Tools & Materials
In this video, electrician Scott Caron shows a homeowner how to bring power to a detached garage.
1. Call the local utility company and have them check for buried pipes or wires.
2. Rent a gas-powered trenching machine and dig a trench at least 12 inches deep from the house to the garage.
3. Bore a 1½-inch-diameter hole through the house wall and into the basement with a drill and hole saw. Position the hole directly above the end of the trench.
4. Cut a length of ¾-inch-diameter plastic conduit to extend from the bottom of the trench up to the hole in the house wall.
5. If necessary, use a propane-powered heat gun to bend the conduit to conform to the foundation.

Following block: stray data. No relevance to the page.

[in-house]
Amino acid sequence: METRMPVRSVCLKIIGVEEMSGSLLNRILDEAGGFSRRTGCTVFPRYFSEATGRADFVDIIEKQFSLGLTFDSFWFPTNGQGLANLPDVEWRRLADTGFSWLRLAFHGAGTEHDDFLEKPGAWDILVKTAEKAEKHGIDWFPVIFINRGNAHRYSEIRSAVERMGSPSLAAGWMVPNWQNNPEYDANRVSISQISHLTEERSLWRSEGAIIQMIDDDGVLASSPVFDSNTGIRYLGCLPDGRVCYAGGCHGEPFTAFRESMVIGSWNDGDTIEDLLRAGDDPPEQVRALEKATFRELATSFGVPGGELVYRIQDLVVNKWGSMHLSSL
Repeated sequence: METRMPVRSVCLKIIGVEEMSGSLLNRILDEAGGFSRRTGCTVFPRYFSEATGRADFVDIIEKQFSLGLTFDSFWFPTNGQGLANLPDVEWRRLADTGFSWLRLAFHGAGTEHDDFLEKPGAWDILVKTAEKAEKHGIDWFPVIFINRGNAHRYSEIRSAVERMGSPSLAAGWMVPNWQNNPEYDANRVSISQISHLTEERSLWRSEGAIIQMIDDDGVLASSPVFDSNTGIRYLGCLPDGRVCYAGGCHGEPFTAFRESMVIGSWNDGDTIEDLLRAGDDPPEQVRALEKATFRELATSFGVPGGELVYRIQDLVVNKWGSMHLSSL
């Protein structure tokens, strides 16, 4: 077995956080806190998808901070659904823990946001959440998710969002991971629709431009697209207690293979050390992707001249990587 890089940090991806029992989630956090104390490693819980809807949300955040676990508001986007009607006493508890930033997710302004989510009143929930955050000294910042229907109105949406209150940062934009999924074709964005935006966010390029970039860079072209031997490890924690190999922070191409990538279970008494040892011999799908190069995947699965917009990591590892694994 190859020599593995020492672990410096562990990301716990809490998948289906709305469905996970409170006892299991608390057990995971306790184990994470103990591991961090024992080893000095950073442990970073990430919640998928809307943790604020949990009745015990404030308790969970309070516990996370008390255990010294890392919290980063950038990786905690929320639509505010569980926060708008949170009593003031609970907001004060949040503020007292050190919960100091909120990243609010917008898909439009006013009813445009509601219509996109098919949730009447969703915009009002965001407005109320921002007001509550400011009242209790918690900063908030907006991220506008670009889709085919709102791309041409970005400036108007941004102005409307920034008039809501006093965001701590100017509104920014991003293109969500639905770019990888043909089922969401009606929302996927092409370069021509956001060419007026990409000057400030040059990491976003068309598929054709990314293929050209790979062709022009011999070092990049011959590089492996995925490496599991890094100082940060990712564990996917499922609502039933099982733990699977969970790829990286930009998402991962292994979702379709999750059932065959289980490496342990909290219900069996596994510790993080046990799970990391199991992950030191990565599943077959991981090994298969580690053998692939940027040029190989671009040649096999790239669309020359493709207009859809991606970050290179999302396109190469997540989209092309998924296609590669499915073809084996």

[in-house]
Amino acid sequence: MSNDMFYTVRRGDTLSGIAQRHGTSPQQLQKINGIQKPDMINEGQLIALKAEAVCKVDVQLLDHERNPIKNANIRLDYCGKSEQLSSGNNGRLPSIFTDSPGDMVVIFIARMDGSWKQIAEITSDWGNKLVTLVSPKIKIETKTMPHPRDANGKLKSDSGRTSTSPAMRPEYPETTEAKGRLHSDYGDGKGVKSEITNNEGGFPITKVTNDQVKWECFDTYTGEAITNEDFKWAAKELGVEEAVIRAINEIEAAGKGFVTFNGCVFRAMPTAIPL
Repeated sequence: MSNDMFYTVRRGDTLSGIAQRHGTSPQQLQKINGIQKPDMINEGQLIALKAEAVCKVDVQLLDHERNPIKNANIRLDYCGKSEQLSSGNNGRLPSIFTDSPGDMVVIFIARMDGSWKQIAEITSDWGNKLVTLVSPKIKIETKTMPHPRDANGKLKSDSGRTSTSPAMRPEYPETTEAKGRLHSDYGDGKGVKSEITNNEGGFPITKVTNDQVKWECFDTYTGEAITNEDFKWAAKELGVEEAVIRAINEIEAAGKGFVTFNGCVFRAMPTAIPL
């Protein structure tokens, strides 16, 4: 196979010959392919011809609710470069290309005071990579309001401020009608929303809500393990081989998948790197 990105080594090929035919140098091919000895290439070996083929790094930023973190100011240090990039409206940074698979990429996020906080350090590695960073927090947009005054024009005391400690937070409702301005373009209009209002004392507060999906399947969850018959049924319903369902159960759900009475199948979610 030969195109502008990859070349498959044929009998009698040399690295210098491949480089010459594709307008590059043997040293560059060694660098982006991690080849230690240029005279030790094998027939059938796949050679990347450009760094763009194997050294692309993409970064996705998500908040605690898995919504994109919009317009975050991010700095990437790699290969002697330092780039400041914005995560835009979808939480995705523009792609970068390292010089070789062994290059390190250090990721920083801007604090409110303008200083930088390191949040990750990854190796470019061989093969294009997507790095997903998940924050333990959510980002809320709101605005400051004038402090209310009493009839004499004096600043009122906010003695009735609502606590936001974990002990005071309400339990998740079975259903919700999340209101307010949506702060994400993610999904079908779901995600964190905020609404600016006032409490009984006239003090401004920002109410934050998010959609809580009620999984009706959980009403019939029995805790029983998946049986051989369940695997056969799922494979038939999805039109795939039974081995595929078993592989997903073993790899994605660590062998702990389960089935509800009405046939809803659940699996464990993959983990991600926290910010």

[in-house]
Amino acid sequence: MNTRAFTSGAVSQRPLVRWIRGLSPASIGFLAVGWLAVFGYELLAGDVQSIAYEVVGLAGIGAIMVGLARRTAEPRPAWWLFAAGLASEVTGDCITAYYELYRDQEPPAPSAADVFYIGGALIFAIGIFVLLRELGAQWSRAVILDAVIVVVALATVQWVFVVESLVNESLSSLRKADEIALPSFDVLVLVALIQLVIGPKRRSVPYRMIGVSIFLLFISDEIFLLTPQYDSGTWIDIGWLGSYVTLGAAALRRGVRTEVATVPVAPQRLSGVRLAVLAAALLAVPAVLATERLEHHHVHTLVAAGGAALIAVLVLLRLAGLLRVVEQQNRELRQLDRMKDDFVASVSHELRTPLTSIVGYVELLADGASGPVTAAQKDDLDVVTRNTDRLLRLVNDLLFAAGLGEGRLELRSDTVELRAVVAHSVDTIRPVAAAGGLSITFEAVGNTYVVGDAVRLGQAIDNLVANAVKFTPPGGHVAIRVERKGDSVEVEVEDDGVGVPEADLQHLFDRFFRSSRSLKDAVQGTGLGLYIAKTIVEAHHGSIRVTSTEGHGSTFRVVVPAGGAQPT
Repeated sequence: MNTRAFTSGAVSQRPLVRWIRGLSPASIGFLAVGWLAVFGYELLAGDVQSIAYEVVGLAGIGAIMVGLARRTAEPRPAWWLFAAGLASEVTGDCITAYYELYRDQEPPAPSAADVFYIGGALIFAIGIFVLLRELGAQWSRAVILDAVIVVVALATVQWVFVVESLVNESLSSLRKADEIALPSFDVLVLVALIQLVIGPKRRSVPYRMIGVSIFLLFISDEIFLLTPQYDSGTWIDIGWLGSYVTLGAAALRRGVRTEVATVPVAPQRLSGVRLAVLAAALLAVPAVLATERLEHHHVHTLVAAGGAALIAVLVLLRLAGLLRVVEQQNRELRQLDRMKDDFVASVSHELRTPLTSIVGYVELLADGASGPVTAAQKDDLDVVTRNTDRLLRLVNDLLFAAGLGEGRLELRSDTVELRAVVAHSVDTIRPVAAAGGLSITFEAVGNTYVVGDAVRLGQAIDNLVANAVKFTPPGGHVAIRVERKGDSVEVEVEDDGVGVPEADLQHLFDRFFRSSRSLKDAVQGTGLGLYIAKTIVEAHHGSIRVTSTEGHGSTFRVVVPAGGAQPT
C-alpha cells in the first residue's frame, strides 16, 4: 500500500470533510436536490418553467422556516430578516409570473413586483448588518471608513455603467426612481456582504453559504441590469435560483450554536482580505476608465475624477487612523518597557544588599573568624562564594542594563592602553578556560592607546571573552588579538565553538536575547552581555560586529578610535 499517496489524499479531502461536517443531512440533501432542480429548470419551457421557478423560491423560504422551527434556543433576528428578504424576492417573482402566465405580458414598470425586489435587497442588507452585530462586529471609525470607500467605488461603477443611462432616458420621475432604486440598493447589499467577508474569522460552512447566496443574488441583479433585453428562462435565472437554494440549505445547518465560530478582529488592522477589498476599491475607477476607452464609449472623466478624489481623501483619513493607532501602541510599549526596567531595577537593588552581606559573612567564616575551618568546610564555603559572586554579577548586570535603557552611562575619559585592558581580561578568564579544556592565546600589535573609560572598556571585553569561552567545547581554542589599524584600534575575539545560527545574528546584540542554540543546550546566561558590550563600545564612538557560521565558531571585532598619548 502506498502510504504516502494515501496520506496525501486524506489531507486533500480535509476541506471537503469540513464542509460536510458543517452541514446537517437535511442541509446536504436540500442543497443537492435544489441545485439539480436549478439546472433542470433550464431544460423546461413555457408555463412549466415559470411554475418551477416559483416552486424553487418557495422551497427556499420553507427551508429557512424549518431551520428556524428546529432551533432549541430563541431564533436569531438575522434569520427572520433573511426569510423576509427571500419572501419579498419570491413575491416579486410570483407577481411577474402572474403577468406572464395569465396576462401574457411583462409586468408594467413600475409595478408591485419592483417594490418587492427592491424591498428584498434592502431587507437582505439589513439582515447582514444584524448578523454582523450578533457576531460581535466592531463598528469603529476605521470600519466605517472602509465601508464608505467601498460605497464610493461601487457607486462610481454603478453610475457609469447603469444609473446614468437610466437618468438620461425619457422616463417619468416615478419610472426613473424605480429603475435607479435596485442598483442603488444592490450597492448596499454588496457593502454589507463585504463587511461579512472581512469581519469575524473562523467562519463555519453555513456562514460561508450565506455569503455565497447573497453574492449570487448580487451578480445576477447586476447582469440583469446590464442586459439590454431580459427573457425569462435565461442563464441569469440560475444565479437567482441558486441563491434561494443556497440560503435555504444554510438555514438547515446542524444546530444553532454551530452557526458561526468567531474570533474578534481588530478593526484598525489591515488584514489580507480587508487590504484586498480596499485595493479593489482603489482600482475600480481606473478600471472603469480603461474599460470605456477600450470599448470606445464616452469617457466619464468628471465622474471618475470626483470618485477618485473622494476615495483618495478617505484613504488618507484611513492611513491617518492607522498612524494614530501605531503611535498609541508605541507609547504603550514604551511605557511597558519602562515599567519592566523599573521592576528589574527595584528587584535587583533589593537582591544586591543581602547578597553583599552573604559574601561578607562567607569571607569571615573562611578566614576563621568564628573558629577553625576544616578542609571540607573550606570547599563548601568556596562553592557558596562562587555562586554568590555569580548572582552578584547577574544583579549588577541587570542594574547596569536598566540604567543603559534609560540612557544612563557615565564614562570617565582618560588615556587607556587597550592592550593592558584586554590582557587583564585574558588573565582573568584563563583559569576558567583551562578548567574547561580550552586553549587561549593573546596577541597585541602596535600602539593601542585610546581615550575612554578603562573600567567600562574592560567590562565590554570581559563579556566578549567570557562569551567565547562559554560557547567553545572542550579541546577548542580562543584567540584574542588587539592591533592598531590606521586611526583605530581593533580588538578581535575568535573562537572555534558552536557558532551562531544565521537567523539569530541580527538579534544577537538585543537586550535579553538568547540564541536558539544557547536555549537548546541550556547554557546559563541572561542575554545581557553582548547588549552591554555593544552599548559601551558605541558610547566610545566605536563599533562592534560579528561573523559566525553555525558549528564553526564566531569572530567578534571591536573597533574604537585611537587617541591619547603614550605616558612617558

6. Attach a plastic conduit outlet body to the end of the conduit.
7. Push a length of UF (underground feed) electrical cable into the conduit, then feed the end of the cable through the hole in the house wall.
8. From inside the basement, pull the cable all the way to the main electrical panel. Secure the cable to the overhead joists with cable staples.
9. Go outside and lay the cable into the trench, running it all the way to the garage.
10. At the garage, repeat Steps 3 through 7 to install the plastic conduit and cable.
11. After feeding the cable into the garage, screw the conduit outlet body to the exterior wall of the garage. Screw the other conduit body to the house wall.
12. Apply exterior-grade acrylic-latex caulk around the conduit outlet body to seal out water.
13. Cover the cable with about 2 inches of sand, then lay caution tape on top of the sand along the entire trench.
14. Backfill the trench with the excavated soil.
15. Have a licensed electrician make the final wire connections in the garage and at the main electrical panel.